The Database Buffer Cache not only contains the blocks read from the disks, but also has the changed, update version of those blocks which have to be written back to the disks. The mechanism for managing these changed, updated-dirty buffers is called the Dirty List or Write List. The DBW0 background process-Database writer writes these blocks back to the disk. User Server Process: User server process is the one which makes use of LRU list and the Dirty list. The Free Buffer Inspected statistic is the indicator of the number of buffers each server process is examining while in the process of finding a free buffer. Rollback segment rows which ensure transaction concurrency and consistency are cached in the Database Buffer Cache as well! Database Writer: Is DBW0, and is responsible to write the dirty buffers from the Database Buffer Cache to disk when certain conditions occur. 1. When dirty list reaches it threshold limit. (DBW0 writes dirty buffers from Dirty List) 2. When LRU List is searched too long without finding a free buffer (DBW0 writes dirty buffers directly from the LRU list) 3. When three seconds pass ( DBW0 moves dirty buffers from the LRU list to the dirty list. If the threshold length is exceeded, a write to disk also occurs. 4. At checkpoint (DBW0 moves all dirty buffers from the LRU list to the dirty list and then writes them to disk. 5. At database shutdown (Unless a SHUTDOWN ABORT is used, DBW0 always writes all dirty buffers to disk at database shutdown) 6. At tablespace hot backup ( DBW0 moves the dirty buffers for that tablespace from the LRU list to the Dirty List and then writes them to disk. 7. At tablespace offline temporary (DBW0 moves the dirty buffers for that tablespace from the LRU list to the Dirty List and then writes them to disk) 8. Ad Drop Segment (Dropping a table or index causes DBW0 to first write the dirty blocks for that segment to disk.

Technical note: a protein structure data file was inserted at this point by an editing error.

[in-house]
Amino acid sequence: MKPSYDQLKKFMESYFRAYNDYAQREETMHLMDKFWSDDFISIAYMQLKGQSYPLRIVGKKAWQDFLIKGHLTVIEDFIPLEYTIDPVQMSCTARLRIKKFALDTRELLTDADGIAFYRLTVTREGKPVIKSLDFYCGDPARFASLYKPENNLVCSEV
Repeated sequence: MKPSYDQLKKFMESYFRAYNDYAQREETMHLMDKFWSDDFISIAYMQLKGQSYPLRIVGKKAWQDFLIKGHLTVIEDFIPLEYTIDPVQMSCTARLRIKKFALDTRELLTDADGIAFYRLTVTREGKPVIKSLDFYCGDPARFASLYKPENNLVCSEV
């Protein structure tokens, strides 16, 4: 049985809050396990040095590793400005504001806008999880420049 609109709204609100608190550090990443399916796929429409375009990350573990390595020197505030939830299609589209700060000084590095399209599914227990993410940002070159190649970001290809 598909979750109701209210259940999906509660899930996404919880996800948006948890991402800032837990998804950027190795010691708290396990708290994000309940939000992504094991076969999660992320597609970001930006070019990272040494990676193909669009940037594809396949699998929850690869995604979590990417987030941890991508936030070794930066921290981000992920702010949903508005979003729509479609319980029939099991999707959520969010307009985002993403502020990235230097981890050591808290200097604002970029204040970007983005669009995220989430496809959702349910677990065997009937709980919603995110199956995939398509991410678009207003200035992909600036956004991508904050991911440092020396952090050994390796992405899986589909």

Like the Shared Pool one indicator of the Database Buffer Cache is the cache-hit ratio. That is, cache hits occur whenever a user is able to find data buffer needed by their SQL statement already cached in memory. High cache hit ratios indicate that the application are finding cached data very frequently. The hit-ratio information can be found in many places; V$SYSSTAT STATSPACK utility

Additionally there are also non-hit ratio measures of Database Buffer Cache effectiveness found in V$SYSTEM_EVENT, including: Free Buffer Inspected waits, Buffer Busy Wait events, Free Buffer Wait events if these events appear in the V$SYSTEM_EVENT and are constantly increasing then you should look to improve your Database Buffer Cache. OK, lets find out the cache-hit ratio which oracle recommends that we should strive to be above 90% in most OLTP systems, here it is: